Genetic factors play a major role in the etiology of many human diseases. Genome-wide experimental methods produce an increasing number of genes associated with such diseases. This chapter introduces data sources, bioinformatics tools, and computational methods for prioritizing disease candidate genes and identifying disease pathways. The main strategy is to examine the similarity among the candidate genes and known disease genes at the functional level. The authors review different similarity measures and prevailing methods for integrating results from different functional aspects. They hope this chapter will help advocate many useful resources that the researchers can use to investigate diseases of their interest.
Genetic factors play a major role in the etiology of many diseases, including cancers and neurological disorders. Identifying genes that confer increased risk to the disease, and elucidating cellular and molecular processes in which these genes participate are very important problems in biomedical research. Genome-wide experimental methods, such as linkage, association (Botstein & Risch, 2003) and recently copy number variation (CNV) studies (McCarroll & Altshuler, 2007; Sebat, 2007), are all aimed at narrowing down genomic regions containing candidate disease genes. However, due to the linkage disequilibrium and the limited resolution of genome-wide technologies, the disease-associated regions could contain hundreds of candidate genes. The list of genes produced from such studies is constantly growing. The traditional one-gene-at-a-time approach is a time-consuming and expensive step to validate the disease-causing genes using experimental methods. Therefore it is of great importance and also a challenging task to use computational methods to prioritize disease gene candidates. Computational methods could greatly speed up the efforts directed towards elucidating disease mechanisms and ultimately translating genetic findings into effective prevention, diagnosis and treatment.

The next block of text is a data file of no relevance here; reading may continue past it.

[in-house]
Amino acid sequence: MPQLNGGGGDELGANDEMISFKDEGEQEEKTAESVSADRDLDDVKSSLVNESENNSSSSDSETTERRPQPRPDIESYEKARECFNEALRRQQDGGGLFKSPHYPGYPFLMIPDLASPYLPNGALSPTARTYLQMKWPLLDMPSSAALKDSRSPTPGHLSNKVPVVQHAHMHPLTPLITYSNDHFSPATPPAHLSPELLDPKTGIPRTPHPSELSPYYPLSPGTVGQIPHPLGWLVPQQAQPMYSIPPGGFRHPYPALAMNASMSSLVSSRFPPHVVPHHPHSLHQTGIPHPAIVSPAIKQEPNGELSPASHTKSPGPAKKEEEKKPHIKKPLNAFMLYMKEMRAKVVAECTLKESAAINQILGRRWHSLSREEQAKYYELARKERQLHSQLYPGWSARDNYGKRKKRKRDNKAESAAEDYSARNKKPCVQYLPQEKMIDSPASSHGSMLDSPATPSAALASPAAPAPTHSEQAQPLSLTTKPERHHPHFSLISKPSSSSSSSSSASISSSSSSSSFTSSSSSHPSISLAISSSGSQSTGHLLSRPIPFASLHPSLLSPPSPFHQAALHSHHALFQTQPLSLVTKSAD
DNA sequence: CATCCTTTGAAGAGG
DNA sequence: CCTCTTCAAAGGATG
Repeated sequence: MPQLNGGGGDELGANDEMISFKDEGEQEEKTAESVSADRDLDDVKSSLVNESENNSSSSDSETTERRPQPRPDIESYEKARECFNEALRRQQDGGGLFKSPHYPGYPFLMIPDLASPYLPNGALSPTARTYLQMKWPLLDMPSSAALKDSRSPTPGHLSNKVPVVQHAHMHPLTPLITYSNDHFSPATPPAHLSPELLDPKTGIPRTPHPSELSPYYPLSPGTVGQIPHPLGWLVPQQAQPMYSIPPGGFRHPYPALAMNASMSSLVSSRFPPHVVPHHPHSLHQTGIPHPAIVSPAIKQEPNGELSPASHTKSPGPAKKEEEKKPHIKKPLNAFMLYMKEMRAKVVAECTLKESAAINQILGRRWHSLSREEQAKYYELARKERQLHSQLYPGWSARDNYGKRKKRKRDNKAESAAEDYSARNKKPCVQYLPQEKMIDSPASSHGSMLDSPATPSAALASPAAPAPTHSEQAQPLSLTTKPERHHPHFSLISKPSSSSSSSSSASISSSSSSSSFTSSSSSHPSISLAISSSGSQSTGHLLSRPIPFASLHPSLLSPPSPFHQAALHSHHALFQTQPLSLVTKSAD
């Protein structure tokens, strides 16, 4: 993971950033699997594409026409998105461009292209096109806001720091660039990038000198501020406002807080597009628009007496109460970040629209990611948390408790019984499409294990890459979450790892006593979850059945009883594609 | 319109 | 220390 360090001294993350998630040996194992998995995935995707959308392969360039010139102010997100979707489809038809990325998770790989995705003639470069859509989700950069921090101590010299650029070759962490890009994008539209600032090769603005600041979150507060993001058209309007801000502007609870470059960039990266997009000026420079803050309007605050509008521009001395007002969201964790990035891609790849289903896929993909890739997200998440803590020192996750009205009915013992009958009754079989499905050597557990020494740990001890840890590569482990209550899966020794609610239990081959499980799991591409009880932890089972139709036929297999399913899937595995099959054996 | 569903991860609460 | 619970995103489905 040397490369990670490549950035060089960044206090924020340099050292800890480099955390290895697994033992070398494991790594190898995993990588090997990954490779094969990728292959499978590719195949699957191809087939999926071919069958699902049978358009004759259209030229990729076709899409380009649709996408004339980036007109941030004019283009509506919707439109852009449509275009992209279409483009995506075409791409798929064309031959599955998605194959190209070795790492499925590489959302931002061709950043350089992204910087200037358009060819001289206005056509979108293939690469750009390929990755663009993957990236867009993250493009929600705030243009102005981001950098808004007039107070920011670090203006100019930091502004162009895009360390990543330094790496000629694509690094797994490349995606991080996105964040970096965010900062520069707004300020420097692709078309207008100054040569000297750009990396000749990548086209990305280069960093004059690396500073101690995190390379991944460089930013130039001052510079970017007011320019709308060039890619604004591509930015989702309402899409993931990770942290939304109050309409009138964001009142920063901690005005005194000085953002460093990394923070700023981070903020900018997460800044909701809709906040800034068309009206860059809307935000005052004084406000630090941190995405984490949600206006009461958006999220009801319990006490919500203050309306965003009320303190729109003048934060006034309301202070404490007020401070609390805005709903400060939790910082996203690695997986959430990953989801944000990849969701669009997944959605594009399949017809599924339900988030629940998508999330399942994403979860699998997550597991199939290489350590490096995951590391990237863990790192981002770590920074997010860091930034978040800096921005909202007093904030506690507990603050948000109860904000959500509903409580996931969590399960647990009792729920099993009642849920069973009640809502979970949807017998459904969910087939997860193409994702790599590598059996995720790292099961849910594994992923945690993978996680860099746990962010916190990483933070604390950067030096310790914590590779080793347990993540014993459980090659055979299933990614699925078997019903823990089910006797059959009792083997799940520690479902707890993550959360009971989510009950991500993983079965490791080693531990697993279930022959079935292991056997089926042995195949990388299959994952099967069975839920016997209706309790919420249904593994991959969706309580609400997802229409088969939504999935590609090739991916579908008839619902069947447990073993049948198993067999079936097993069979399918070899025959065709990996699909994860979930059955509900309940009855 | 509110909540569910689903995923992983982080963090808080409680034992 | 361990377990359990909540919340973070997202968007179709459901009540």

The recent availability of a large variety of genomic data and modern high-throughput technologies provide unique opportunities and complementary powerful resources for this purpose. Although disease-gene relationships are not simple (such as different diseases may be caused by mutations in the same gene, and the same disease may be caused by mutations in different genes), disease genes usually share at least some common characteristics including sequence features, expression patterns, involvement in the same protein-protein interaction sub-network, common gene ontology annotations, shared pathways and others (Goh et al., 2007; Oti & Brunner, 2007). For example, it was shown that genes involved in the same disease share up to 80% of their annotations in the GO and InterPro databases (Mulder et al., 2007). The similarity among disease genes is not restricted to the sequences and annotations; the similarity in their functions could also be noted. This leads to the main strategy in prioritizing disease genes, that is, to examine the similarity among candidate genes and known disease genes at the functional level (Han, 2008).